Senate summons Apple and Google over Mobile privacy

Apple and Google have been recently scrutinized for secretly recording people’s location. This has raised peoples concerns over their privacy and today Senator Al Franken has called up both Apple and Google to attend a hearing with the Judiciary Subcommittee on Privacy, Technology and the Law so that consumer privacy can be discussed.

Witnesses such as the Federal Trade Commission, Center for Democracy and Technology and US Department of Justice among others will talk in depth about the consumer’s privacy in regards to mobile technology.

It isn’t all too surprising to see this happened after many people were outraged after two researchers found that Apple were storing peoples locations. This later caused concern over if any other companies were doing something similar, which later found Google were with their Android operating system.

Apple had been bombarded by numerous news sources to justify why they were doing it and similarly goes for Google when they were caught. Now it seems politicians are asking why, as Franken himself sent Apple a letter demanding to know why they are collecting the data but also if users can disable the phone from logging your location. Franken wasn’t the only politician to question the actions by both companies as Representative Ed Markey later followed in Franken’s footstep and also started to ask questions.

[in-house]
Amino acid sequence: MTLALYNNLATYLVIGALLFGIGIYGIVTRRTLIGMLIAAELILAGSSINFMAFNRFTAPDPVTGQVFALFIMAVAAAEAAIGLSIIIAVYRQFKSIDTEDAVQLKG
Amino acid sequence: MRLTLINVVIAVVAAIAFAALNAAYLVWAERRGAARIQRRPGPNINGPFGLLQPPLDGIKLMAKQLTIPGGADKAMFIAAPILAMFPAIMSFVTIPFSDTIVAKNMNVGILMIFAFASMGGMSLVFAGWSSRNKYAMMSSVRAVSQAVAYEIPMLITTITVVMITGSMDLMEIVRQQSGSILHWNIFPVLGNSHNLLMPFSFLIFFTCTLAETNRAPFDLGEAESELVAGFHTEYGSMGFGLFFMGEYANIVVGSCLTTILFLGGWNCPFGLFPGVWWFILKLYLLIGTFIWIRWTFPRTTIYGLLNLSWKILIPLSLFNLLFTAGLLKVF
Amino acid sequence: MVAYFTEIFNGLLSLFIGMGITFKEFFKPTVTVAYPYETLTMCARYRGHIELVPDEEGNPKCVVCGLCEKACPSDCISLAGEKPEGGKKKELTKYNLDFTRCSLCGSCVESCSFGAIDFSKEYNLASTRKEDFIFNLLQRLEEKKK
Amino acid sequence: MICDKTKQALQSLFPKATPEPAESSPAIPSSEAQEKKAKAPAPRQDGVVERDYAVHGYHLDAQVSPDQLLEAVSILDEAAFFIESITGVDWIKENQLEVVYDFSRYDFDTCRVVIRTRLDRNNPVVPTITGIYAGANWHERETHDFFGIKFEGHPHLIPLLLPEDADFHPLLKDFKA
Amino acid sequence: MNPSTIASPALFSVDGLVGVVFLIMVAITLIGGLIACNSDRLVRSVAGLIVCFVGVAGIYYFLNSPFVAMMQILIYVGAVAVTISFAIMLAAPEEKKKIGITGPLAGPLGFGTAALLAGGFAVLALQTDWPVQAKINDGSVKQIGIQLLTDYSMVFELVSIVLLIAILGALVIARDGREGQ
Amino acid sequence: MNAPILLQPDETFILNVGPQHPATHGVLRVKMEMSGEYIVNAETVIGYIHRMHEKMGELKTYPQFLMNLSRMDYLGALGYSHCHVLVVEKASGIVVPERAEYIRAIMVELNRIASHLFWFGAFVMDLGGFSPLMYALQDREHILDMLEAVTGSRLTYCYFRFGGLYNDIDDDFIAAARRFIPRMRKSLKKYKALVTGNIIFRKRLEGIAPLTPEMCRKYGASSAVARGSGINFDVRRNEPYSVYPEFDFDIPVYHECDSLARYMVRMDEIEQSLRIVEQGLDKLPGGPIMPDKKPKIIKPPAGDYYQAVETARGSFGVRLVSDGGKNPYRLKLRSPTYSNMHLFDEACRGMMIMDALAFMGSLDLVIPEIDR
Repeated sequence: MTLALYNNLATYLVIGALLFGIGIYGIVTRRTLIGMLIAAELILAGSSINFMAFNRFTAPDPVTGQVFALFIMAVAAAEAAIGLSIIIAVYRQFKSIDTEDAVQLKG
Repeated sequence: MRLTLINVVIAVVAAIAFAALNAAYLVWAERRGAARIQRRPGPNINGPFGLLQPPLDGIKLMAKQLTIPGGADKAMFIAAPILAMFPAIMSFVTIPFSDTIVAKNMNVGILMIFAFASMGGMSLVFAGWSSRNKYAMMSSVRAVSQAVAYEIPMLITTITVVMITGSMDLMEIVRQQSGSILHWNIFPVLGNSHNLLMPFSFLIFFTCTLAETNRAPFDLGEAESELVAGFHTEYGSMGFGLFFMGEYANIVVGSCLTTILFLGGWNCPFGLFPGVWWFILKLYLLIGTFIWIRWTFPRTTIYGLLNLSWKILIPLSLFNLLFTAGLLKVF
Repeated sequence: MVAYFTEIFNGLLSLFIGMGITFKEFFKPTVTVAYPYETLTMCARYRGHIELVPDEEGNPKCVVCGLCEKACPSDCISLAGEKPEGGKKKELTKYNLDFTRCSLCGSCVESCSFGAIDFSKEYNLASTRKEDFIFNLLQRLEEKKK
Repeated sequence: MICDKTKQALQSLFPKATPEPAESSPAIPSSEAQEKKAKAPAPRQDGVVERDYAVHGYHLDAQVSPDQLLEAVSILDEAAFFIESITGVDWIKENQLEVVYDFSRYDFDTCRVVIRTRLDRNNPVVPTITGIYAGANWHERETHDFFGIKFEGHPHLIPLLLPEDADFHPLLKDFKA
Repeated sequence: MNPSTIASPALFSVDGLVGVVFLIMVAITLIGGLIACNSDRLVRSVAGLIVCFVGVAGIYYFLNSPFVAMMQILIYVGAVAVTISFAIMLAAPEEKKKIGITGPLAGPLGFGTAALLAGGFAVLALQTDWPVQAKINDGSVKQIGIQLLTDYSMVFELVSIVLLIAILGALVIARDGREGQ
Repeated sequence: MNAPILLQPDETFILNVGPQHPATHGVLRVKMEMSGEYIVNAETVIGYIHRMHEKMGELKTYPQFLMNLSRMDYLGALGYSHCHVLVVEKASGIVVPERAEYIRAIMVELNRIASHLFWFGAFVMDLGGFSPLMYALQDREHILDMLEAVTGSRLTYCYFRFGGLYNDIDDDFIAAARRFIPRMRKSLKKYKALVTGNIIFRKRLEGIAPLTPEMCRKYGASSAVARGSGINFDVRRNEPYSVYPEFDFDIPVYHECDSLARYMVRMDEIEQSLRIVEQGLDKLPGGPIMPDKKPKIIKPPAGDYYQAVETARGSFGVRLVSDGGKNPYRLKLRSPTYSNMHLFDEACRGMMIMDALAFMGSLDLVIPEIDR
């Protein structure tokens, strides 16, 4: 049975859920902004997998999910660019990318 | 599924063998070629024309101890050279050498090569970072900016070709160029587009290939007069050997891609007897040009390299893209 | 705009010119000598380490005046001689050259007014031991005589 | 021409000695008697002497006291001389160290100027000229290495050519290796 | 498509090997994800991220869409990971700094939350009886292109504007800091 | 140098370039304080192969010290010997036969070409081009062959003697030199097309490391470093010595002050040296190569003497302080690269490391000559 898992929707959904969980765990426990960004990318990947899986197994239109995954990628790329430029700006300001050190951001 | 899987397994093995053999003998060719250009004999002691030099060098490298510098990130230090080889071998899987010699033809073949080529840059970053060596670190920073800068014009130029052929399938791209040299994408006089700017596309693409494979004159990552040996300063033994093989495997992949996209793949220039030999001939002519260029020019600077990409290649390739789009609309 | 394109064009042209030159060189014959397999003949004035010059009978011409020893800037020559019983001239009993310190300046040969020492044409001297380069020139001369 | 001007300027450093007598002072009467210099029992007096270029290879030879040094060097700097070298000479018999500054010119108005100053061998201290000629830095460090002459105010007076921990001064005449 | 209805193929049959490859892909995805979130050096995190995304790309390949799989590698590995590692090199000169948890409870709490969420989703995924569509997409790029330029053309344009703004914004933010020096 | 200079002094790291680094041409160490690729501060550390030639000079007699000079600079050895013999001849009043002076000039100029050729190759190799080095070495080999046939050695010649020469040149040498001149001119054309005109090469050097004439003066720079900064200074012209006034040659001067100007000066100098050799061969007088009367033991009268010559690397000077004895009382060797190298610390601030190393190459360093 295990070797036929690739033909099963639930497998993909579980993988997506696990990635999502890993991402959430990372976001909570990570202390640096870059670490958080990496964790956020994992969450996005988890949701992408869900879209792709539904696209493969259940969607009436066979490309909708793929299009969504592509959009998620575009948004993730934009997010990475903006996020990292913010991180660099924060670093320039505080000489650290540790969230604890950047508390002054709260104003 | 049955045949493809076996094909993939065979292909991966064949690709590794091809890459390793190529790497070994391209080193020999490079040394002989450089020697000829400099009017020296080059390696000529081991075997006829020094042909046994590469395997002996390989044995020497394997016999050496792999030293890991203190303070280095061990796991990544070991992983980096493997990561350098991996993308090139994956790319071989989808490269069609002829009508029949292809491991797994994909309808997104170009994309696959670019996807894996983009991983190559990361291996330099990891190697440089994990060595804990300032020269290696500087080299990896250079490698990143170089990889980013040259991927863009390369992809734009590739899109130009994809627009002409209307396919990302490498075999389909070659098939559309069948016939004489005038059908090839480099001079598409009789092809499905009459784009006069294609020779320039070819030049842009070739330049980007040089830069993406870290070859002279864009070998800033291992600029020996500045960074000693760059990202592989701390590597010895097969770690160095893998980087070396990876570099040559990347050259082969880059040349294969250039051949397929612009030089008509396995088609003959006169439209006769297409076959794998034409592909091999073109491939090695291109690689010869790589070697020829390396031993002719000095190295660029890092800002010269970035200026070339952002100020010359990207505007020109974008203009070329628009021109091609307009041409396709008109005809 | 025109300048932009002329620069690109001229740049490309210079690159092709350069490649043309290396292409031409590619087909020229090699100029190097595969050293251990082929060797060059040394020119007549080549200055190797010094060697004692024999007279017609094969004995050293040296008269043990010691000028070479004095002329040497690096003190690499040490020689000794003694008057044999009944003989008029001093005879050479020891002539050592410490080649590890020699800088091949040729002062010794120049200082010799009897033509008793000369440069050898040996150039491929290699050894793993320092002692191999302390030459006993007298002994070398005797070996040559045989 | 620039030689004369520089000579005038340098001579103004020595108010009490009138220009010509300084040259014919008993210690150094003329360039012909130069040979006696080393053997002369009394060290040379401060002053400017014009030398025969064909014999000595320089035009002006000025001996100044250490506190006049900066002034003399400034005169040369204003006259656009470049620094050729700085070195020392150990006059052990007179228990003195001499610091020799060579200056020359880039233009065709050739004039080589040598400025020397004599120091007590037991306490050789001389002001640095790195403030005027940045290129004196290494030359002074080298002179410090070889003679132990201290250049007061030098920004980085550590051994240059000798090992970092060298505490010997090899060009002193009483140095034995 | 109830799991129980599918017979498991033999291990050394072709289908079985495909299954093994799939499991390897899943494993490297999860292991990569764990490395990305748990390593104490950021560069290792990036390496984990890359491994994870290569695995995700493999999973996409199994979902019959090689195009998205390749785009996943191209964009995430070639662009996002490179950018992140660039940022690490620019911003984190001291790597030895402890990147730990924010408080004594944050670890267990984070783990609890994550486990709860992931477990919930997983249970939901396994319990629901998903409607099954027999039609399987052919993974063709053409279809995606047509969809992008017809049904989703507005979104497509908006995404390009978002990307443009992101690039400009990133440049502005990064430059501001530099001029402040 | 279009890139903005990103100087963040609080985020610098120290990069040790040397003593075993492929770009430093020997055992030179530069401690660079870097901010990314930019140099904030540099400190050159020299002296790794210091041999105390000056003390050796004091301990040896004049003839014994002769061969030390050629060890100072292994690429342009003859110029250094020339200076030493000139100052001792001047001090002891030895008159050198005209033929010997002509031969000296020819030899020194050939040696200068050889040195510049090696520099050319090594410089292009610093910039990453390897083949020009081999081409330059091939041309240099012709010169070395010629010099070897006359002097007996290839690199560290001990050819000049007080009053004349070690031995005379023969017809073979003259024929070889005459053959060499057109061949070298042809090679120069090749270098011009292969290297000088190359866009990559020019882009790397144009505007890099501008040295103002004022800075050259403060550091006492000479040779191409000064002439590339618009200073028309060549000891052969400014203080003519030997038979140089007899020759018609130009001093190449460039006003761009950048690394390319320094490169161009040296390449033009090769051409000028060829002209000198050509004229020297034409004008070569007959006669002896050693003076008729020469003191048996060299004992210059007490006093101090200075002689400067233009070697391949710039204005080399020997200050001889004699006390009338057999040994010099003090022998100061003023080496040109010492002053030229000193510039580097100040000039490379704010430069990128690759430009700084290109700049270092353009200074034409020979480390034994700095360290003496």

In a statement Franken said “Recent advances in mobile technology have allowed Americans to stay connected like never before and put an astonishing number of resources at our fingertips, but the same technology that has given us smartphones, tablets, and cell phones has also allowed these devices to gather extremely sensitive information about users, including detailed records of their daily movements and location. ” He progressed to say “This hearing is the first step in making certain that federal laws protecting consumers’ privacy—particularly when it comes to mobile devices—keep pace with advances in technology."

Both companies have not publicly responded to the Franken’s as of yet although it’s in both their interests to do so unless they want the DoJ, FTC, CDT among others to make plans for any possible legislation without them.

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